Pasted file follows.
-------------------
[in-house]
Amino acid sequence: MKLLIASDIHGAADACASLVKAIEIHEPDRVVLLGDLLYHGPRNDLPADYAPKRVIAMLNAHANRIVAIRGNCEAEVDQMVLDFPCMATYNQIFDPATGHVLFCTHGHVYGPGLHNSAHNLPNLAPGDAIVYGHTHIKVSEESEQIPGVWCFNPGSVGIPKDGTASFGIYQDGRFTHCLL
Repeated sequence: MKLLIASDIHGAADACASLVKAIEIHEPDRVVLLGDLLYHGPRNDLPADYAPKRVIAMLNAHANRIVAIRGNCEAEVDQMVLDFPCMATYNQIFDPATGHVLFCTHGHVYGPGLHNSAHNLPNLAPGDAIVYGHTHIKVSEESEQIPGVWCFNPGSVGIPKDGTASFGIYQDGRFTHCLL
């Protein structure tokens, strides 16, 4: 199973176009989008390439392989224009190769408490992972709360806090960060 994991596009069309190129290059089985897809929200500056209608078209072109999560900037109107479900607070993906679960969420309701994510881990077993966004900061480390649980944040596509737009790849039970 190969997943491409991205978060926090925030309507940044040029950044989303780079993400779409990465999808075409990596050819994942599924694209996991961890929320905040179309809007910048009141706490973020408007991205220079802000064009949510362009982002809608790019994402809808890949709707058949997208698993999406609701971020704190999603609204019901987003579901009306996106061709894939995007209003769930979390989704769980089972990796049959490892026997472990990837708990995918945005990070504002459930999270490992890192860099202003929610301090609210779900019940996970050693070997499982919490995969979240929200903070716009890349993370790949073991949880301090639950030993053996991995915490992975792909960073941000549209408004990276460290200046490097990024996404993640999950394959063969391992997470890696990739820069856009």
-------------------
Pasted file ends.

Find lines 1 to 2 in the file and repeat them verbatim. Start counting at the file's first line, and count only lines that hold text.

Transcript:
[in-house]
Amino acid sequence: MKLLIASDIHGAADACASLVKAIEIHEPDRVVLLGDLLYHGPRNDLPADYAPKRVIAMLNAHANRIVAIRGNCEAEVDQMVLDFPCMATYNQIFDPATGHVLFCTHGHVYGPGLHNSAHNLPNLAPGDAIVYGHTHIKVSEESEQIPGVWCFNPGSVGIPKDGTASFGIYQDGRFTHCLL